Kevin McGarry: Yeah. I think what we need to do is make people feel comfortable and it’s hard to make people feel comfortable when you got Russia invading Ukraine, you got inflation through the roof, you have possible interest rate hikes. No one’s certain how many they’re going to give. You have expensive stock prices. And you got a lot of issues in the US with the border and crime right now. So, there’s a lot of uncertainty out there. But I can tell you this is, we’ve been through things before. And to give you example, we’ve been through geopolitical events like Russia attacking Ukraine. And I’ll give you a few examples here, Jim, I ran drone strikes against Saudi Arabia. The SAP performed the first three months was up around over five and a half percent. Over six months, it was down 10%. And over one year it was up 11. 911, we all remember those horrible events. The first three months, the market was up four, the next six months, the SAP was up seven and the one year it was down 17%. What I can tell you over that time since 911, the market’s one in one direction, not all the time, but over the long haul, it’s one up. So, it’s really just speaking to someone and really staying invested, that’s what we’re looking at right now.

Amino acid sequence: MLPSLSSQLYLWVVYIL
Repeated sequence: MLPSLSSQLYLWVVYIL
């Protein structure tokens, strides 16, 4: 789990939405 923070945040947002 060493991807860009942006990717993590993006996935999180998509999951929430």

Jim Donnelley: No, I agree. I mean, first of all, Russia, I mean, they don’t want us to send Rocky [inaudible 00:02:34] back over there. I mean, they didn’t remember Rocky [inaudible 00:02:37]. We could take care of the problem real quick. 

Kevin McGarry: We know where to get them.

Jim Donnelley: Get Rocky back where you grew up we were [inaudible 00:02:43] Kev, but yeah. Now on a serious note though, seriously Kev, the thing that’s really hurting police officers today and including myself, is technology really plays a role. And what I mean by that is when I first started investing, I used to quarterly statements from ICMA [inaudible 00:02:59]. I’d get them, you know, four times a year. They would just to really tell you where my account was or if I was up, if I was down and I would look at it and I wouldn’t really study it too hard, and I’d just put it in my drawer. And that was the end of it. I’d move on.

Kevin McGarry: Best thing to do.

Jim Donnelley: But now with technology, I can check my account on my phone. I could check on my desktop. I could check it 24/7. So, a lot of police officers they just want to know they want to know what their account’s doing. It’s important. It’s an asset to them. And they just constantly look at it and they beat themselves up with it. So, they’ll see the pre-market going down 800 points. They realize their account’s going to take a hit. They don’t do. They don’t know what to talk to. They want to jump off the ledge. So, that’s why we’re here to try to tell people, listen, guys, you got to remember, this is a marathon, not a sprint. That’s our whole point of view of investing. You’re not going to get rich overnight. It’s a marathon.

Kevin McGarry: Just to give you some examples of that, Jim, like let’s think about 25 years, quarter a century, is missing 40 days of work during 25 years a lot?